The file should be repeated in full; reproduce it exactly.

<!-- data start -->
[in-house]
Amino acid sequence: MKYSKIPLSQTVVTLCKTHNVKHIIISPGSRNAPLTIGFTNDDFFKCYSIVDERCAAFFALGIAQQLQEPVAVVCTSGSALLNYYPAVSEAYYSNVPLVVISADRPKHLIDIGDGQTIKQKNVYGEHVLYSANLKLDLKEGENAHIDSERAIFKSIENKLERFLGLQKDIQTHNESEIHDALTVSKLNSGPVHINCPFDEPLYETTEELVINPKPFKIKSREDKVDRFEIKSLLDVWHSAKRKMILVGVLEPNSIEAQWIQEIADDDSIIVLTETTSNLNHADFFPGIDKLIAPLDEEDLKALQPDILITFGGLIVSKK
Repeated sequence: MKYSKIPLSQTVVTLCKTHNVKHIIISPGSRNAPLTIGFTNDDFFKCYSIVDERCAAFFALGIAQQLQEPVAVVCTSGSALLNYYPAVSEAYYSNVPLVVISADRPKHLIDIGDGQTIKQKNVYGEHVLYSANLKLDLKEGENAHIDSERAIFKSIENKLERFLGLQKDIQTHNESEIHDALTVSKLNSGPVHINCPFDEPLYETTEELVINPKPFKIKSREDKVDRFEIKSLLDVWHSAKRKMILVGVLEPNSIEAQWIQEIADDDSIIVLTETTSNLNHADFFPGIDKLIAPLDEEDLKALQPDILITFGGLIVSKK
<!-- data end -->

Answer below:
[in-house]
Amino acid sequence: MKYSKIPLSQTVVTLCKTHNVKHIIISPGSRNAPLTIGFTNDDFFKCYSIVDERCAAFFALGIAQQLQEPVAVVCTSGSALLNYYPAVSEAYYSNVPLVVISADRPKHLIDIGDGQTIKQKNVYGEHVLYSANLKLDLKEGENAHIDSERAIFKSIENKLERFLGLQKDIQTHNESEIHDALTVSKLNSGPVHINCPFDEPLYETTEELVINPKPFKIKSREDKVDRFEIKSLLDVWHSAKRKMILVGVLEPNSIEAQWIQEIADDDSIIVLTETTSNLNHADFFPGIDKLIAPLDEEDLKALQPDILITFGGLIVSKK
Repeated sequence: MKYSKIPLSQTVVTLCKTHNVKHIIISPGSRNAPLTIGFTNDDFFKCYSIVDERCAAFFALGIAQQLQEPVAVVCTSGSALLNYYPAVSEAYYSNVPLVVISADRPKHLIDIGDGQTIKQKNVYGEHVLYSANLKLDLKEGENAHIDSERAIFKSIENKLERFLGLQKDIQTHNESEIHDALTVSKLNSGPVHINCPFDEPLYETTEELVINPKPFKIKSREDKVDRFEIKSLLDVWHSAKRKMILVGVLEPNSIEAQWIQEIADDDSIIVLTETTSNLNHADFFPGIDKLIAPLDEEDLKALQPDILITFGGLIVSKK